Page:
Much has been written about the iPad the past week or so, from the inspiring to the inept. I doubt I can be as elequent as the folks mentioned below, but I want to tell you my story.
My dad is 71 and has Parkinson’s. He’s had it for over 10 years now, and I can see the desease progressing in him, slowly but surely.
Last fall I moved from the US back to Canada to live in his home town. I wanted to be able to spend some quality time with him before he passes on. A few weeks a year for the past 14 years just wasn’t going to cut it for me.
So I’ve moved home. I’m spending time with him, and I want to introduce him to the internet. You have to understand my dad, he’s computer phobic. I think he understands computers, but wouldn’t know the first place to start on a Macintosh. He understands email and internet websites, but would have no idea how to participate in emails or find web sites, or even probably scroll to the lower part of a page.
“What’s a scroll bar?”
“How does a mouse work?”
That’s brings us to the iPad. I wrote the night before it’s introduction that the iPad would need some killer app to really show us the potential of the device.
I think what we saw in that hour and 33 minute introduction was multiple applications, all re-done to support the larger size. All redesigned to truly support doing computing with your fingers.
(As an aside, I saw Avatar for the first time last weekend. When the first glimpse of the pad computers appeared on the screen, the iPad as version 0.01 of the devices is what came to mind).
To my dad. He still has pretty good dexterity with his hands, the Parkinson’s shakes haven’t hit him too much. I’m quite certain that if I set up an email account for him, and set up some web sites for him – cars, news, weather – that he could actually use the iPad, actually become a participating member of the internet society. And, frankly, that thought brings me to tears.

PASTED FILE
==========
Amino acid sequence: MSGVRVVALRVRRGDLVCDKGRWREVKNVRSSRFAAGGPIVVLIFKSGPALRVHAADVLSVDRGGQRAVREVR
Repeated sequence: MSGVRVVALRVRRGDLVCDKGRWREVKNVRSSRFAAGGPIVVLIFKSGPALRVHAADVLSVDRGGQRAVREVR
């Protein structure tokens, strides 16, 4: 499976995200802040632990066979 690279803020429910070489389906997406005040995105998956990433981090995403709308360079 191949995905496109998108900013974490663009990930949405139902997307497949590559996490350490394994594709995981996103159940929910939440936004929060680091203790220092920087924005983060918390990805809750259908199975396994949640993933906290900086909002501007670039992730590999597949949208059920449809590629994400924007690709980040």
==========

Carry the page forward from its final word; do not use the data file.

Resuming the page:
So, yes, I will be getting an iPad. Probably two, one for my dad, and one for me as well. Frankly, if the walled garden approach to applications is what it takes for my dad to get online, I’ll deal.
I’d encourage you to think about someone in your family who could truly use an iPad. Think of all those seniors in homes who are on fixed incomes – a lot would have family that could afford the $499 to bring them online. Or maybe you know of someone who has no immediate family, but you could help by setting up an email account, buy them an iPad, and show them around the device. Set up some favourite bookmarks. Buy them a few cool applications in their hobbie area.
This type of expansion of the accessibility of computing to so many more is what gives me hope about the future. It’s what is slowly making me believe the iPad is really the future of computing. And I’m going to do as much as I can to see that the iPad and future devices are a roaring success.
Greg Knauss: ‘The Days of Miracles and Wonder’
Rob Foster: On iPads, Grandmas and Game-Changing
Fraser Speirs: Future Shock
Steven Frank: I need to talk to you about computers.